More Is More: Towards a Positive-Sum Creative Community


Lately, I’ve been thinking a lot about success, and access, and how we talk about them.

In creative fields, we like to believe that merit is the main path to success. But I think it’s important to acknowledge that even with merit, success doesn’t happen in a vacuum.

I work hard, and I’m very good at what I do. In some ways I’m pretty self-made. But I have also been lucky enough to have more successful and experienced friends and mentors who shared their resources and platforms with me; and who taught me to do the same.

Those hands up and open doors have made a universe of difference. And the most important lesson I’ve gotten from them is that creative economy is–or should be–positive sum. The more people we make room for, the more room we make, and the stronger we become.

As an industry and community, we benefit tremendously from welcoming new generations and talents into our circles; from sharing our resources; from collaborating and allying with our peers; from supporting and mentoring youth and newcomers.

Did you work long and hard to get where you are? Be a cartographer, not a gatekeeper.What you have the power to do is a huge gift, and a critical responsibility.


I See Your Value Now: Asperger’s and the Art of Allegory

(This essay was originally published March 25, 2014. The version below includes several minor corrections and updates.)

I’m in my therapist’s office, talking about friendship. I’ve been struggling with emotional intimacy and honesty—my whole life, actually, but it’s caused some more acute problems recently, which is why I’m back here now. In more practical terms, I’m here because my therapist is willing to schedule appointments via e-mail.

Last week we talked about how hard it is for me to articulate emotions, and how much I obsess over precision of language, and how closely that’s linked to how scared I am of miscommunication, of lying by the sheer act of trying to name something so personal and subjective and dependent on factors more complicated than any sentence or word or idiom can ever convey.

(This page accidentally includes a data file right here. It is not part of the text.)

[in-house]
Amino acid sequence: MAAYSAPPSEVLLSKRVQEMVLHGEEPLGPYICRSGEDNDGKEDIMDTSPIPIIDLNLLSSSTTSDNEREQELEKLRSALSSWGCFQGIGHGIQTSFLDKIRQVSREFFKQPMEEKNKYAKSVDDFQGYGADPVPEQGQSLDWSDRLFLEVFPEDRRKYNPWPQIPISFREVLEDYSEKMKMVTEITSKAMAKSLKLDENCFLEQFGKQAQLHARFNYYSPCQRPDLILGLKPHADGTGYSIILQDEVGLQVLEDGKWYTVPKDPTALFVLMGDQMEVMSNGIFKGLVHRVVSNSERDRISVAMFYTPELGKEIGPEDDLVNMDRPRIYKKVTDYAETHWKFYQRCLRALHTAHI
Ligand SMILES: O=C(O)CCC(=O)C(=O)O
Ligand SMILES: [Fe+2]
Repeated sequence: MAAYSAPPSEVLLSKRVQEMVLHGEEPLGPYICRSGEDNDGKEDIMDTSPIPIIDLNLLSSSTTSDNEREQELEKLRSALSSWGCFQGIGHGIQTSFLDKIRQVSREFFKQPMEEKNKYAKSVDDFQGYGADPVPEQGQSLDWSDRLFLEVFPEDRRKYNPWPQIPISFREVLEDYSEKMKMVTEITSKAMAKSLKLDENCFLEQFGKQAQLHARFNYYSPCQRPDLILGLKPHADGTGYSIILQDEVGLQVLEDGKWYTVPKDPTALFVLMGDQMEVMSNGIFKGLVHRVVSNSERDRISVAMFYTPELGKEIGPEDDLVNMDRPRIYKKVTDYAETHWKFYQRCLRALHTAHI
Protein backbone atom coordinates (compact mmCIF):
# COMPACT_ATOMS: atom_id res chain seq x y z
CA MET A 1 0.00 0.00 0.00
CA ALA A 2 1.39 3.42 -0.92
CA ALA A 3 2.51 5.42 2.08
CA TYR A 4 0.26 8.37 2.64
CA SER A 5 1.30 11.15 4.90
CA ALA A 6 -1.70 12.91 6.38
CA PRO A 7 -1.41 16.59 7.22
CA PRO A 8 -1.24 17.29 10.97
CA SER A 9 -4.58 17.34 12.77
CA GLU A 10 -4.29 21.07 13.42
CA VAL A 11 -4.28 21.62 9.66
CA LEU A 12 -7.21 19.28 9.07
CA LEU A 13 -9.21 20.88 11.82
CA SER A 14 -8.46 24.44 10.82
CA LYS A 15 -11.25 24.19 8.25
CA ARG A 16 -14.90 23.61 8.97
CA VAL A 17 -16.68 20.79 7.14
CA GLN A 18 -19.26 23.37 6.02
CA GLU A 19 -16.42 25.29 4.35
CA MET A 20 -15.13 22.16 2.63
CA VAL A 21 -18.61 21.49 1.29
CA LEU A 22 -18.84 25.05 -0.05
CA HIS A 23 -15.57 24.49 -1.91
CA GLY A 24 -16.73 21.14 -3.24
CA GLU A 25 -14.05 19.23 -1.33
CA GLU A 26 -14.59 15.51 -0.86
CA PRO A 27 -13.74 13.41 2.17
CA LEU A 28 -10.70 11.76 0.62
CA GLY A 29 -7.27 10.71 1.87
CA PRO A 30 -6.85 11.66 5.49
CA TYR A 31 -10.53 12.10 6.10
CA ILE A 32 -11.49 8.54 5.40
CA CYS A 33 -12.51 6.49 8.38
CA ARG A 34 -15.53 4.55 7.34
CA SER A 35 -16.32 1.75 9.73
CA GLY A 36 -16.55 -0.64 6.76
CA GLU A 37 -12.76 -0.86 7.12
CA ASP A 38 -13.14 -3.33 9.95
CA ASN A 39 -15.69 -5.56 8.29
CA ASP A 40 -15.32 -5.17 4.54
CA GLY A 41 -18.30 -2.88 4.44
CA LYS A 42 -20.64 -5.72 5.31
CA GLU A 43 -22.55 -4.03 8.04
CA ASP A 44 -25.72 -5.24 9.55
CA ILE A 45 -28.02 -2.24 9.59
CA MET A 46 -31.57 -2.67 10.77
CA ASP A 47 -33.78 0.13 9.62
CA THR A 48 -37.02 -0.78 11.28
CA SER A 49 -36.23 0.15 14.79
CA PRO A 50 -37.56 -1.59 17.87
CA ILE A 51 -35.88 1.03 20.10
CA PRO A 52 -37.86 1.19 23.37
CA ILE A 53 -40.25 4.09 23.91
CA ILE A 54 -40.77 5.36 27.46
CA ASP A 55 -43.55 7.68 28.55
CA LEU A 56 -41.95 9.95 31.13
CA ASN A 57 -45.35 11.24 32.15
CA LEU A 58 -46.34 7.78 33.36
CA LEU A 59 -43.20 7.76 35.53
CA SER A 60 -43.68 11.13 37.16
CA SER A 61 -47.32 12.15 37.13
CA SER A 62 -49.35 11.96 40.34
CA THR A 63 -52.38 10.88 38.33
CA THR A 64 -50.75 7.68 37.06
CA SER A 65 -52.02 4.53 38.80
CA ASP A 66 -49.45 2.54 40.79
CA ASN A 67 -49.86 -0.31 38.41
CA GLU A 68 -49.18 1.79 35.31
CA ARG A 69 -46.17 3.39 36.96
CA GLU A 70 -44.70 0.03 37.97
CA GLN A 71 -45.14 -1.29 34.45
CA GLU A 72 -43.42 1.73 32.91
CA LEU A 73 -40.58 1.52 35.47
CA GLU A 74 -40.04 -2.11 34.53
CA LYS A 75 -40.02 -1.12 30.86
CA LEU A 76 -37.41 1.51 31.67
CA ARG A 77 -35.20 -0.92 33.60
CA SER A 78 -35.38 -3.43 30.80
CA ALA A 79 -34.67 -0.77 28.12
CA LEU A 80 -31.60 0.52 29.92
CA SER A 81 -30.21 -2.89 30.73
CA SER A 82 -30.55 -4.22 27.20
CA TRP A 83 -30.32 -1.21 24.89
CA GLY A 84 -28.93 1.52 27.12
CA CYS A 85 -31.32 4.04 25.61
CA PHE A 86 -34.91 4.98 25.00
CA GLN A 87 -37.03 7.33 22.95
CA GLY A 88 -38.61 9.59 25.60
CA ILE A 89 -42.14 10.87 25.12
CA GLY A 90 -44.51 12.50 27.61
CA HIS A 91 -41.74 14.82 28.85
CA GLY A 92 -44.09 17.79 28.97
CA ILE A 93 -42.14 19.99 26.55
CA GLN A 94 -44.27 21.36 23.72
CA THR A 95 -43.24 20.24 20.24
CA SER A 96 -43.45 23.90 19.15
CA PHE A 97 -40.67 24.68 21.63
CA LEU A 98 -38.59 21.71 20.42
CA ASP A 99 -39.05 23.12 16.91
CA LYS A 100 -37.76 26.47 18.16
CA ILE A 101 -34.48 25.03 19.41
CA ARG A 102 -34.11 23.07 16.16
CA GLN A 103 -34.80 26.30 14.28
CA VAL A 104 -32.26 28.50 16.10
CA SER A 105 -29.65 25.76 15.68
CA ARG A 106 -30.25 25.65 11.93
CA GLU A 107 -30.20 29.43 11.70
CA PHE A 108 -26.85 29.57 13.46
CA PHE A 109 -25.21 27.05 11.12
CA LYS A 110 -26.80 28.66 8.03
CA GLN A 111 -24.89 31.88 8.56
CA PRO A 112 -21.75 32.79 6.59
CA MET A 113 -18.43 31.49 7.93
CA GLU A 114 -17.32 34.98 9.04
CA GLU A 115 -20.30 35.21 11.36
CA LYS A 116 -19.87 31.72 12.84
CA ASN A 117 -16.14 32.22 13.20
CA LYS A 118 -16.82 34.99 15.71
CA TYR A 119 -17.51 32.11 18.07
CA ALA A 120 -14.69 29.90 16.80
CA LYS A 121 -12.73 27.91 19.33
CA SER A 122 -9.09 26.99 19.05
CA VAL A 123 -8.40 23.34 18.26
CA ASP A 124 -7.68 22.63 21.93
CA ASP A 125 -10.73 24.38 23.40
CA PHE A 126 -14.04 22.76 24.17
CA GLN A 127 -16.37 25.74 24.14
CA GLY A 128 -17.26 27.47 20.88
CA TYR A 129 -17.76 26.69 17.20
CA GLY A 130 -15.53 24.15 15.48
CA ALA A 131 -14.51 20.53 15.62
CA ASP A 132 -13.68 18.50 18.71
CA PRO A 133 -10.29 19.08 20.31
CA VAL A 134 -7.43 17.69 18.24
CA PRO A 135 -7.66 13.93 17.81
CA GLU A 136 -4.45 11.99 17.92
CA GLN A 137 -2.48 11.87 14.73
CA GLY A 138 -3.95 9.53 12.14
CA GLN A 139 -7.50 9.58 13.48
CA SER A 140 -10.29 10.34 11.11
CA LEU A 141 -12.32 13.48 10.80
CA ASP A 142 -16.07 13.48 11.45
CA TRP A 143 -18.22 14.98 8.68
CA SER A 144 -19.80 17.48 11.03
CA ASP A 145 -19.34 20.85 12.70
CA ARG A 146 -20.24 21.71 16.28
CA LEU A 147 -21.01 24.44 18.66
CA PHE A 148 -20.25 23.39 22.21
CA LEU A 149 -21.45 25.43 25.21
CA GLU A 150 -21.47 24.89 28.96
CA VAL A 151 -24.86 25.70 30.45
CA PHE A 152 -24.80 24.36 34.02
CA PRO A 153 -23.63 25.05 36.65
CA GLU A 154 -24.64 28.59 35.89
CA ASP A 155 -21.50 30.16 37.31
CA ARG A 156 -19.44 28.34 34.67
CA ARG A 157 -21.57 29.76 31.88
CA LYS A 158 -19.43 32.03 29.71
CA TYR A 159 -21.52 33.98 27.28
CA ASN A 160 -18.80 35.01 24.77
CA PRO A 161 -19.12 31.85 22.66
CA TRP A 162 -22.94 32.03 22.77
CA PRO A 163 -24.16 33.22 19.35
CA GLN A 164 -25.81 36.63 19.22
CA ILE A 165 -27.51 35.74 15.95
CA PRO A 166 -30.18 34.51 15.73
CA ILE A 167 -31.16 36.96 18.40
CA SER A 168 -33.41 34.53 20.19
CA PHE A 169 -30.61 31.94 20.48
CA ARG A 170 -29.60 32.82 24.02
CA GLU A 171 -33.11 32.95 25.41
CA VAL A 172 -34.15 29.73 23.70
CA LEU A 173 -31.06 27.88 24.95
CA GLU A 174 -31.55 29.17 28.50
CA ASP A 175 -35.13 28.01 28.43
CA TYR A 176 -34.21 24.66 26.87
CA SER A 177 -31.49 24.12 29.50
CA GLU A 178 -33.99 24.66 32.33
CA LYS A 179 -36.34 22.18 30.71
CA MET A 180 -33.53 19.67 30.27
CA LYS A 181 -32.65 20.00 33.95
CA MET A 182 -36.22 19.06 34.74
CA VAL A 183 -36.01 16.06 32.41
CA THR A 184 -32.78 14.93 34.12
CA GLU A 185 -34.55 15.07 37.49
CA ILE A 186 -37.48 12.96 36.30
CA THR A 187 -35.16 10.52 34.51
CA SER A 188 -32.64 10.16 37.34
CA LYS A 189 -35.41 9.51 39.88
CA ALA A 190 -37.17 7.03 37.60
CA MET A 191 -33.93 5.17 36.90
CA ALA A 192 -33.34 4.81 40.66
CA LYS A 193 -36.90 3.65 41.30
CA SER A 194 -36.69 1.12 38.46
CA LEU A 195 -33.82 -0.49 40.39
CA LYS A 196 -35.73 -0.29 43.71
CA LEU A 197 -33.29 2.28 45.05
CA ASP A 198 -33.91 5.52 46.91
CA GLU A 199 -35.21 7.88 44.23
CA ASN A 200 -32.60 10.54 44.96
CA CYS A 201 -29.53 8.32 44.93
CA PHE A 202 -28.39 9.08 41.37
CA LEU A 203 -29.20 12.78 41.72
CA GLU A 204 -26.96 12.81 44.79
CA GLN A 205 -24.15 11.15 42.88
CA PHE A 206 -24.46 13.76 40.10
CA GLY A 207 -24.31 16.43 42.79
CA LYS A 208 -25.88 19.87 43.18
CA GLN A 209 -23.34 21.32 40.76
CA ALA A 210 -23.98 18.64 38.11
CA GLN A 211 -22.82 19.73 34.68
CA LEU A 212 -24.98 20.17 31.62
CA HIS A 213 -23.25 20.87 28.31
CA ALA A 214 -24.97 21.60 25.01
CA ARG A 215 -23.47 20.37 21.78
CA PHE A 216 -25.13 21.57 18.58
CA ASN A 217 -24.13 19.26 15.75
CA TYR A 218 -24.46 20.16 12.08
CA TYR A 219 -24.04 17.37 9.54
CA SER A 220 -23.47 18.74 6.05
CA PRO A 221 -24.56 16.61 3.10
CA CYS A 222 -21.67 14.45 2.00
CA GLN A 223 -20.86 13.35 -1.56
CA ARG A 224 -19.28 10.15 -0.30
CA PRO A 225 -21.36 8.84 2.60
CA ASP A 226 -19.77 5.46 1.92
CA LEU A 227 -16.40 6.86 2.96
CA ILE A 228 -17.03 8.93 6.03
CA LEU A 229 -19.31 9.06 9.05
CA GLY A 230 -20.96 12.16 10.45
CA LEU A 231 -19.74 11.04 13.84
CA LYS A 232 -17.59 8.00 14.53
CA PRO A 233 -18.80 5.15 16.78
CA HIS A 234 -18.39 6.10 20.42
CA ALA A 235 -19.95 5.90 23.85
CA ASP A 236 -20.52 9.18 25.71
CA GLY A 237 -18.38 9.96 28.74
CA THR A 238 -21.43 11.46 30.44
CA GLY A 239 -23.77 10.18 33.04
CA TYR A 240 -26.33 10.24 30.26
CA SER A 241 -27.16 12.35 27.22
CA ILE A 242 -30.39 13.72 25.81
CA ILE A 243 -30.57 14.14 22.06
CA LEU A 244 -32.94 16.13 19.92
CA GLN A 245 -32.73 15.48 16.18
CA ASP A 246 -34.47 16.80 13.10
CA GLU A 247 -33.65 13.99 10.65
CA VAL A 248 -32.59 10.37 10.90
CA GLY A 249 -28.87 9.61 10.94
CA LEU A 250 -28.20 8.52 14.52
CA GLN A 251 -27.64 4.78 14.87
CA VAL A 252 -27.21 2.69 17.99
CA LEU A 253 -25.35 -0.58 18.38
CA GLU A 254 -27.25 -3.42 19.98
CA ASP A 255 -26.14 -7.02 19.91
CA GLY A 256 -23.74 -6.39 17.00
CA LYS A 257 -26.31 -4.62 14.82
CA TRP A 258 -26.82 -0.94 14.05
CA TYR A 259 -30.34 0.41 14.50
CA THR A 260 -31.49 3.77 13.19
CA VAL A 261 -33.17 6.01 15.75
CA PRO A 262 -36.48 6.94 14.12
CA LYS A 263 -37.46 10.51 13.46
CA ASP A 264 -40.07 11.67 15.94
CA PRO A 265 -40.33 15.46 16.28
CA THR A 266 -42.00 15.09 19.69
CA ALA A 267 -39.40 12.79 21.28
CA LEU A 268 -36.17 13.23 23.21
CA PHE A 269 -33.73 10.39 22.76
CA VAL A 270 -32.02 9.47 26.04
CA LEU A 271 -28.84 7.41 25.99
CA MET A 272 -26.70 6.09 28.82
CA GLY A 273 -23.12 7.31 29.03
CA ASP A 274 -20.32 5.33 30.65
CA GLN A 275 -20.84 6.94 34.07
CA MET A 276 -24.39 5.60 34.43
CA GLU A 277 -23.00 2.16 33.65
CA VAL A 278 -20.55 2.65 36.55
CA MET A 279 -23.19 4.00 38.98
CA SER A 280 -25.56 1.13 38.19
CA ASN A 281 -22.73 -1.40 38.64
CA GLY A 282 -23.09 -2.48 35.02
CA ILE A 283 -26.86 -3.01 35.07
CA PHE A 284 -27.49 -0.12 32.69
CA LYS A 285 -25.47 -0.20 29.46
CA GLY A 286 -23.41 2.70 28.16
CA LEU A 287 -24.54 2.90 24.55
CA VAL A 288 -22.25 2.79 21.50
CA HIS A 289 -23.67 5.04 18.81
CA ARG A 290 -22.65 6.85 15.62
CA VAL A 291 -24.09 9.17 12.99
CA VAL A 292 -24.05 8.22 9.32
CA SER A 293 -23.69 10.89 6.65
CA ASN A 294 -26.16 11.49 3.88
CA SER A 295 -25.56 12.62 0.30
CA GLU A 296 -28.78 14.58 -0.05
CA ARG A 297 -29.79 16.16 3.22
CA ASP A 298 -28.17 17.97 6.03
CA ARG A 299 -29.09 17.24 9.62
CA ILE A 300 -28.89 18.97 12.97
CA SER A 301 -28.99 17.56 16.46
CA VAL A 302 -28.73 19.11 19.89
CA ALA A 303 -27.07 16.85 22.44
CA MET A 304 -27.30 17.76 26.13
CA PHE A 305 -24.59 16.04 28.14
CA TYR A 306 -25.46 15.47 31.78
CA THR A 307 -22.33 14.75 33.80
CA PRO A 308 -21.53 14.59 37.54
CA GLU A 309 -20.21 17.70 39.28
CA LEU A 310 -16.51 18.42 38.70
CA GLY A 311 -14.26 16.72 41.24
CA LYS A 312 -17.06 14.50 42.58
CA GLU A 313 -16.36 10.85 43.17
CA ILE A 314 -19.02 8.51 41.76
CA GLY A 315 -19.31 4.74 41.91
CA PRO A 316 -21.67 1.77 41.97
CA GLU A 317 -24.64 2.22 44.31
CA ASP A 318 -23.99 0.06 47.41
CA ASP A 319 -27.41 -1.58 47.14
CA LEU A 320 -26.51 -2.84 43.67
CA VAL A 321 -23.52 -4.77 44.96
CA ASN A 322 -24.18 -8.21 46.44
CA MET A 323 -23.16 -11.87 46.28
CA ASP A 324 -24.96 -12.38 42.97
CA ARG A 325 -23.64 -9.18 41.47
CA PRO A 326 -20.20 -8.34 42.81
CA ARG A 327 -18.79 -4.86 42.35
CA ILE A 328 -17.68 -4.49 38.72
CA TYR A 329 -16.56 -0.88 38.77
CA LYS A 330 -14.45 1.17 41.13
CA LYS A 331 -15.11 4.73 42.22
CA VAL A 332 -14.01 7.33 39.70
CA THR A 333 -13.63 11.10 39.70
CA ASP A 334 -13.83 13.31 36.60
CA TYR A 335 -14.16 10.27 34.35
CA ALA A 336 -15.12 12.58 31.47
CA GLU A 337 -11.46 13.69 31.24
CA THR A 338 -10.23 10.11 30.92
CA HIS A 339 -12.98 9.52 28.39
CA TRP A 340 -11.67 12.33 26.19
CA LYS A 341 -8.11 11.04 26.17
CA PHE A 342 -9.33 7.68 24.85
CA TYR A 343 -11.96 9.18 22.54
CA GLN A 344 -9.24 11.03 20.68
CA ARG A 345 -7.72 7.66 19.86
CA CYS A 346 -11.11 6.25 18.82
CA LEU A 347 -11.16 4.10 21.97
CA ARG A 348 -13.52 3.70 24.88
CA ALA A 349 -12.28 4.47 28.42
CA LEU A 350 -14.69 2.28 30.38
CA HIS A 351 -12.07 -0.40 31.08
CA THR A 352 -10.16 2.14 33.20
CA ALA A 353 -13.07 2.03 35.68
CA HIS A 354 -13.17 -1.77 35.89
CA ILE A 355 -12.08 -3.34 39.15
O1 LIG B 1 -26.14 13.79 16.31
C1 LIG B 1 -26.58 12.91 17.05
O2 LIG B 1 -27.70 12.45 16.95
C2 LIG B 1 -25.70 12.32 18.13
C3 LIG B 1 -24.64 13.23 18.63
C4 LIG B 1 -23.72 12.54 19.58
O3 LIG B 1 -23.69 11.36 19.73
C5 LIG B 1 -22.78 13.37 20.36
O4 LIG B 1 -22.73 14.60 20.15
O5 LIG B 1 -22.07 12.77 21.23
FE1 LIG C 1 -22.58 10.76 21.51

I’m a professional writer.

The irony is not lost on me.

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Twelve Letters to James Van Der Beek as Portrayed by James Van Der Beek on Don’t Trust the B—- in Apartment 23

(This short story originally appeared in Strumming My Lady Harp: A Don’t Trust the B—- in Apartment 23 Zine.)


Dear James,

(May I call you James?)

Somewhere, there is a real man named James Van Der Beek. You have his face, but I will never understand him the way I understand you, nor would I want to.


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A Beginner’s Guide to Corporeal Cartography


17th century anatomical illustration by Adriaan van de Spiegel and Giulio Casseri

“Want to hear something super weird?” I asked my husband, over the phone. “I have no idea where my nipples are.”

My chest is cocooned in bandages tight and thick enough to conceal topography even from touch. Drains snake out either side. Below, the surface is a mystery, an alien landscape unsurveyed.

I’m three thousand miles from home, sleeping in a recliner in my parents’ living room while I recover from what’s popularly known as top surgery–female-to-male chest reconstruction. That I’m staying at my parents’ house extends my sense of limbo beyond the boundaries of my own body. Like me, the house has been cut and respliced from the shape I know best, my childhood bedroom long since lost to a cracked foundation.

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